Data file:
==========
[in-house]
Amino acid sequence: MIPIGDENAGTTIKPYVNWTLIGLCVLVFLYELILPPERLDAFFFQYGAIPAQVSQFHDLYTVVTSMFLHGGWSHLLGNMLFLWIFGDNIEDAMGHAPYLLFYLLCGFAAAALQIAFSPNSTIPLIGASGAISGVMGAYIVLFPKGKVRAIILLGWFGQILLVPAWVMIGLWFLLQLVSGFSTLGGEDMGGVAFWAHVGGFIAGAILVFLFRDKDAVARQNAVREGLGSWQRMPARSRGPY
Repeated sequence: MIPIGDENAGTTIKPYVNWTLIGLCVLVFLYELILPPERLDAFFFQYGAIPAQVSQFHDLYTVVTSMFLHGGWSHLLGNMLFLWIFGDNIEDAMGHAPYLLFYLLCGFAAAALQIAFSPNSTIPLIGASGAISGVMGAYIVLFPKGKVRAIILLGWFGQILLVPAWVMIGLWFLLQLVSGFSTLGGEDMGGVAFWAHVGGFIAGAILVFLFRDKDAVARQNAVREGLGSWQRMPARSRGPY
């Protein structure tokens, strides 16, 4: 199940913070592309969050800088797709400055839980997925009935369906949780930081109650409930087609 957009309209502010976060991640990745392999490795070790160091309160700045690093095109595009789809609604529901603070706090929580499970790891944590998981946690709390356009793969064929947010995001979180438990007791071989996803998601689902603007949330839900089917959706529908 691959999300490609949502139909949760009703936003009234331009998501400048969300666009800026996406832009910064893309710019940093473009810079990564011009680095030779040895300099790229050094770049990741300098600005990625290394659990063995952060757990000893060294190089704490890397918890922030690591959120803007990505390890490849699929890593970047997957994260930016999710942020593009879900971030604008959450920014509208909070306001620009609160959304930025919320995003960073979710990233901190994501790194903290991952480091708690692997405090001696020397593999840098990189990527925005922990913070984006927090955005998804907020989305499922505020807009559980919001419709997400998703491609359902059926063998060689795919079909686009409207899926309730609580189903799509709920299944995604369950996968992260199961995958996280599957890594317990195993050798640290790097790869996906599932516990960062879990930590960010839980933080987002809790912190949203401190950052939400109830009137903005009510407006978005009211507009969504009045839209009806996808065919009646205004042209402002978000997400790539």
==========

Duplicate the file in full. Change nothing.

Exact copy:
[in-house]
Amino acid sequence: MIPIGDENAGTTIKPYVNWTLIGLCVLVFLYELILPPERLDAFFFQYGAIPAQVSQFHDLYTVVTSMFLHGGWSHLLGNMLFLWIFGDNIEDAMGHAPYLLFYLLCGFAAAALQIAFSPNSTIPLIGASGAISGVMGAYIVLFPKGKVRAIILLGWFGQILLVPAWVMIGLWFLLQLVSGFSTLGGEDMGGVAFWAHVGGFIAGAILVFLFRDKDAVARQNAVREGLGSWQRMPARSRGPY
Repeated sequence: MIPIGDENAGTTIKPYVNWTLIGLCVLVFLYELILPPERLDAFFFQYGAIPAQVSQFHDLYTVVTSMFLHGGWSHLLGNMLFLWIFGDNIEDAMGHAPYLLFYLLCGFAAAALQIAFSPNSTIPLIGASGAISGVMGAYIVLFPKGKVRAIILLGWFGQILLVPAWVMIGLWFLLQLVSGFSTLGGEDMGGVAFWAHVGGFIAGAILVFLFRDKDAVARQNAVREGLGSWQRMPARSRGPY
């Protein structure tokens, strides 16, 4: 199940913070592309969050800088797709400055839980997925009935369906949780930081109650409930087609 957009309209502010976060991640990745392999490795070790160091309160700045690093095109595009789809609604529901603070706090929580499970790891944590998981946690709390356009793969064929947010995001979180438990007791071989996803998601689902603007949330839900089917959706529908 691959999300490609949502139909949760009703936003009234331009998501400048969300666009800026996406832009910064893309710019940093473009810079990564011009680095030779040895300099790229050094770049990741300098600005990625290394659990063995952060757990000893060294190089704490890397918890922030690591959120803007990505390890490849699929890593970047997957994260930016999710942020593009879900971030604008959450920014509208909070306001620009609160959304930025919320995003960073979710990233901190994501790194903290991952480091708690692997405090001696020397593999840098990189990527925005922990913070984006927090955005998804907020989305499922505020807009559980919001419709997400998703491609359902059926063998060689795919079909686009409207899926309730609580189903799509709920299944995604369950996968992260199961995958996280599957890594317990195993050798640290790097790869996906599932516990960062879990930590960010839980933080987002809790912190949203401190950052939400109830009137903005009510407006978005009211507009969504009045839209009806996808065919009646205004042209402002978000997400790539």